York’s East Side district: A little industrial, some residential, a bit of history and several notable people
This is Dallas Street in York’s East Side district. And that’s Jasmyn Figueroa, right, whose family moved to this neighborhood from West Market Street. A York, Pa., Daily Record story on this district explains that the family needed more space. She likes the change: ‘It’s quiet, you don’t hear noise or people fighting.’ She used to live near a bar, and this neighborhood suits her family’s needs. ‘I feel safe here.’ To see the length and breadth of this East Side area – one of many York neighborhoods covered as part of the ‘Fixing York’ series – check out: Interactive map. Also of interest: Long ago, East Side, parts known as Freystown, served as home of Pfaltzgraff pottery.
Something that struck me after reading Dylan Segelbaum’s story on York’s East Side district was the number of well-known people who have lived there.
And some of the well-known stories from York’s past that have happened there.
York has produced many players on the local and national stage, and they obviously come from some neighborhood.
Interestingly, for a district that has produced big names, this section of the city has no established neighborhood association to reinforce its identity, the YDR story explained.
Here’s a sampling of local and national names identified with that district:
Refindings is a private business of old and often valuable items awaiting buyers. The architectural warehouse sits in the East Side district on the 400th block of East Prospect Street.
John Wilkes Booth: For a short time in 1853, Booth attended a private boy’s school on East Prospect Street (then Plank Road) called Bland’s Boarding Academy, or the Sherwood School. It was almost right across from where Hannah Penn K-8 now stands.
Dominick Argento: A Pulitzer Prize-winning musician, Argento grew up on the corner of East College Avenue and South Pine Street. His nephew is York Daily Record/Sunday News columnist Mike Argento.
Chris Doleman: Doleman, a graduate of William Penn Senior High School, was the first person from York County to make it into the NFL Hall of Fame. An eight-time Pro-Bowler, Doleman played from 1985 through 1999 with the Minnesota Vikings, Atlanta Falcons and San Francisco 49ers. He grew up on East Prospect Street near Lamour Street, where there’s now an honorary sign in his name.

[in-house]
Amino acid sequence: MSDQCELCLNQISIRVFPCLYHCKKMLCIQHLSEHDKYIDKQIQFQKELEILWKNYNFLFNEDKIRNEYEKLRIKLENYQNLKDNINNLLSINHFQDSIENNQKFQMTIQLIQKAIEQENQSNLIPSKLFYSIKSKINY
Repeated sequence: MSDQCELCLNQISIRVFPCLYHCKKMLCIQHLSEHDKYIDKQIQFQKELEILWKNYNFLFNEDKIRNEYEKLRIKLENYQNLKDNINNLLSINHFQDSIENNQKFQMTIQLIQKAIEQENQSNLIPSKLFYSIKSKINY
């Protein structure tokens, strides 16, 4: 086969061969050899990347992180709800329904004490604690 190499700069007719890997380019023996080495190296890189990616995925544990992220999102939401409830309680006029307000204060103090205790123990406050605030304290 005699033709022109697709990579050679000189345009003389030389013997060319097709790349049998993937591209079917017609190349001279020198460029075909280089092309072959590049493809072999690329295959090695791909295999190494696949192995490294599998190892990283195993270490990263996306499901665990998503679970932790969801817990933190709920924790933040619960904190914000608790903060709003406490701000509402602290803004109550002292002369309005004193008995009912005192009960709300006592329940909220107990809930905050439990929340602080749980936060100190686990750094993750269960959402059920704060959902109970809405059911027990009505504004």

Voni B. Grimes: The York community leader is known for his advocacy of youth and education, along with the gym that bears his name. He used to live on Susquehanna Avenue near what’s now the Community Progress Council building.
The Ma & Pa
The Maryland and Pennsylvania Railroad tracks – after some 77 miles running through rural York County and northern Maryland – move through the urban East Side district. For a tour of the area via the lens of York Daily Record photographer Kate Penn, check out this MediaCenter gallery.
The YDR story also covered a bit of history about that area:
• Before it was relocated in 1888, the York Fairgrounds used to stretch down to East Prospect Street.
• The Girarders, one of the gangs that sparked the race riots in 1969, came from the area around Girard Park.
• Until 1989, York Peppermint Patties were made in several buildings on South Pine Street near East Boundary Avenue.
Also of interest:
Raymond Lefever lived on the corner of College and Pine for 11 years, from 1937 until 1951.
He has a question about this East Side intersection and another possible former well-known resident:
‘At the corner of Pine and Poplar was a Barber Shop called Rosie’s. It’s owner was the father (of) Julius LaRosa, a famous personality and accordion player who appeared for years with Arthur Godfrey. As told to me by my father.’
If you have insight about Julius LaRosa and his link in York, please comment below.